Bay Area’s Gilead sent envelopes revealing patients were on HIV drugs, lawsuit claims


Foster City pharmaceutical firm Gilead Sciences, lately in the news for its possible coronavirus-treatment drug remdesivir, sent patients taking HIV drugs letters in envelopes that revealed they were on the medications, a new lawsuit seeking class action claims.

Two men, from Alabama and Indiana, said in the suit that they were among hundreds of patients taking Gilead’s HIV drugs and enrolled in a company patient-support program. But despite the program’s enrollment form saying “confidentiality is of primary importance to us,” Gilead in April sent the men, and others in the program, letters in envelopes showing “HIV Prevention Team” atop the return address, the suit filed Thursday in U.S. District Court in San Francisco alleged.

“The words ‘HIV Prevention Team’ were in a larger font than the mailing address, causing it to stand out in relation to the address,” the suit seeking class action status claimed.

Gilead did not immediately respond to a request for comment on the lawsuit’s allegations.

People with HIV — the virus that causes AIDS — as well as people at risk for HIV infection and patients taking drugs to prevent infection face “extreme stigma,” the suit alleged. Gilead, the suit claimed, “carelessly, recklessly, negligently, and impermissibly revealed confidential HIV-related information of patients who were prescribed Gilead medications, including to their family, friends, roommates, landlords, neighbors, mail carriers, and complete strangers.”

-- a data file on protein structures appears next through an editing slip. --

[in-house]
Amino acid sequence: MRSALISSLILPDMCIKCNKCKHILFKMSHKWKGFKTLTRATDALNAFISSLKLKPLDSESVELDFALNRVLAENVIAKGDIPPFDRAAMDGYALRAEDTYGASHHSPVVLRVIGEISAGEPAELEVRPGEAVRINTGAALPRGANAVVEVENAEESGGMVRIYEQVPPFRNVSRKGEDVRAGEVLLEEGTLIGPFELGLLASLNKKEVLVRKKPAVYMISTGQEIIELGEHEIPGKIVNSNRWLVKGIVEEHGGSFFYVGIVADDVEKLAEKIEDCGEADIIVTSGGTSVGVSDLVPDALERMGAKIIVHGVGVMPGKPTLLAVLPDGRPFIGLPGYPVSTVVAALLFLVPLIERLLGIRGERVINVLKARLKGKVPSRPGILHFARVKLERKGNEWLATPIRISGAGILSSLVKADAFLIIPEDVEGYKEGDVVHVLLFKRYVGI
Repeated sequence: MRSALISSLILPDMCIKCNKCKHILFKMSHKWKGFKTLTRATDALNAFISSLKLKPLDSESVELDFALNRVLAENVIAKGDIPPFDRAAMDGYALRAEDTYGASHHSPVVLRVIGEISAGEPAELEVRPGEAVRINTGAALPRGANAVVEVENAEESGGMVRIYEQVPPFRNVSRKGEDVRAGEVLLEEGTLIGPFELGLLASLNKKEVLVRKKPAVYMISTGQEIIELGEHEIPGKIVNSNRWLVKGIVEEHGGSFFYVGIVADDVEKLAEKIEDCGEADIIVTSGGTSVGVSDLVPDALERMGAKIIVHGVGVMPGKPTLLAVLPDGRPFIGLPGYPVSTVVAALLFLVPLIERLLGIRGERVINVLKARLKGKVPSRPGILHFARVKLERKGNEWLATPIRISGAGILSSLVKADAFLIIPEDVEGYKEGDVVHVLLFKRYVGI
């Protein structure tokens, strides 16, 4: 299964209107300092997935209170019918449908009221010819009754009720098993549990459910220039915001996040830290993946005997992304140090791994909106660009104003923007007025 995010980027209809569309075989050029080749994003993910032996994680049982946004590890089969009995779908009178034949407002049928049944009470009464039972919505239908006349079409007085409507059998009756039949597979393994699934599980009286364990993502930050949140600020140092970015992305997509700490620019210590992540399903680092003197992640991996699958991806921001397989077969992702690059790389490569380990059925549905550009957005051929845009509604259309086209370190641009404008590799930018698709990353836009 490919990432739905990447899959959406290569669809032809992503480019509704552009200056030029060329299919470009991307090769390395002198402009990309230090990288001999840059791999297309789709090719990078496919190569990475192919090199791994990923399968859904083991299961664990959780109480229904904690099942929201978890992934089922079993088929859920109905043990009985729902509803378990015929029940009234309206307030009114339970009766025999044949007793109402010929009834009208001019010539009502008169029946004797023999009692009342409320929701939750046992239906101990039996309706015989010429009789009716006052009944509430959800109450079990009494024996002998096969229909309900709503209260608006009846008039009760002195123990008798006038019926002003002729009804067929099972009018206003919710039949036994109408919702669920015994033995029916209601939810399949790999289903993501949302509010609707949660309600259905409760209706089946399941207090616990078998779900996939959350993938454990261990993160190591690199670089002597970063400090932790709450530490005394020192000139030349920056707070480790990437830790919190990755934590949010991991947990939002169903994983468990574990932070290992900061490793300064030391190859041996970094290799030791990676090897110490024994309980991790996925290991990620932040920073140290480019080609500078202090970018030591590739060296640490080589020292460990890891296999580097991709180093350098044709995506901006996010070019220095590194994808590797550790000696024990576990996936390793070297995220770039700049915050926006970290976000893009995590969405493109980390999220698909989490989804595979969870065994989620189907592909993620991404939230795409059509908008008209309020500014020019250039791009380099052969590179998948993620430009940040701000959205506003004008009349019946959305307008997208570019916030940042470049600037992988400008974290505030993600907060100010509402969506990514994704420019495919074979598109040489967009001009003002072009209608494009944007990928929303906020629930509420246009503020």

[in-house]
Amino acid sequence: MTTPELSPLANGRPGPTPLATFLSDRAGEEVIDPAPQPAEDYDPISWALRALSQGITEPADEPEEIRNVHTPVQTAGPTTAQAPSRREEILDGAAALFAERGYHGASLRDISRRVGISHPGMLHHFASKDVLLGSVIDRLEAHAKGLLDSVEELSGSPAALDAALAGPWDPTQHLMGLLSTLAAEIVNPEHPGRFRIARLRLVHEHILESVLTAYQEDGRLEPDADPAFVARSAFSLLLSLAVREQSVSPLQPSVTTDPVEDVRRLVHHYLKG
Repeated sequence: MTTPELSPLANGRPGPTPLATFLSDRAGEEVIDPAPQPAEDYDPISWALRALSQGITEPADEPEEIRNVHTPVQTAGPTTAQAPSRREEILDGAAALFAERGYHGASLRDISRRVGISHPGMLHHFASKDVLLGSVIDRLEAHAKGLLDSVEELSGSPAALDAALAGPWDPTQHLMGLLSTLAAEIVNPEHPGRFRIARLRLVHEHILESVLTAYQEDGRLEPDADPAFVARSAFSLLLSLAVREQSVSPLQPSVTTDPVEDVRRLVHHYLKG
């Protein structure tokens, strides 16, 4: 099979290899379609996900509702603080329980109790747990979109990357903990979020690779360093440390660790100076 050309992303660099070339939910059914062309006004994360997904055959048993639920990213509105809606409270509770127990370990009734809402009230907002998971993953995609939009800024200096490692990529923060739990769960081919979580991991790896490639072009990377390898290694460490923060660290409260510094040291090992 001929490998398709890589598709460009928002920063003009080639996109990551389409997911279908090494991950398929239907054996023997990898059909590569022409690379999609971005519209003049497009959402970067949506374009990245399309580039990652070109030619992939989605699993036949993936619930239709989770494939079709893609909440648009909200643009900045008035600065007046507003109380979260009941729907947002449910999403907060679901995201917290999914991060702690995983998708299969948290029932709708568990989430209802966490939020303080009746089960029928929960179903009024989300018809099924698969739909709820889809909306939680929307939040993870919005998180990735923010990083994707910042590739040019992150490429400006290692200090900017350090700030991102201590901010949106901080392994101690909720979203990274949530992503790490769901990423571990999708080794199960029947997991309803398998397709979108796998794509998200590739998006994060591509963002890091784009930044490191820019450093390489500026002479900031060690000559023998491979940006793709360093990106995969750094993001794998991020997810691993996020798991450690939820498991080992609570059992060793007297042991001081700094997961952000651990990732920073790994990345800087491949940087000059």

The plaintiff from Alabama “is careful to avoid disclosing his sexual orientation or sexual practices with others and has not disclosed his sexual orientation to his family,” the suit claimed. To keep Gilead mail from going to his home, he gave the company his workplace address, the suit said.

“His workplace has a mailroom and employs people to sort mail. He was appalled when he walked into the mail room and found the envelope with the ‘HIV Prevention Team’ return address,’” the suit alleged. “The envelope was accessible to anybody who came into the mail room.”

The Indiana plaintiff “is extremely guarded about his privacy,” the suit claimed. “He is careful to avoid disclosing his sexual orientation or sexual practices with others. He was appalled when he received the HIV Prevention Team Letter as it revealed in plain view that he is concerned with HIV prevention. (He) feels vulnerable and is worried about who may have seen the mail.”

The suit cited a $17 million settlement paid by health insurance firm Aetna after more than 12,000 people it insured, who were taking HIV drugs, were in 2017 sent a letter that could be partially read through the envelope’s window. It also cited a $4.4 million settlement paid by CVS over letters sent to 6,000 people in 2017 that showed “HIV” through the envelope window.

“Gilead easily could have avoided the disclosure of … private information by using a return address that did not identify the sender as the HIV Prevention Team,” the suit claimed.

The plaintiffs are seeking unspecified damages, and class-action status for the suit, to bring in hundreds of others they allege received the “HIV Prevention Team” letter.


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Author: Ethan Baron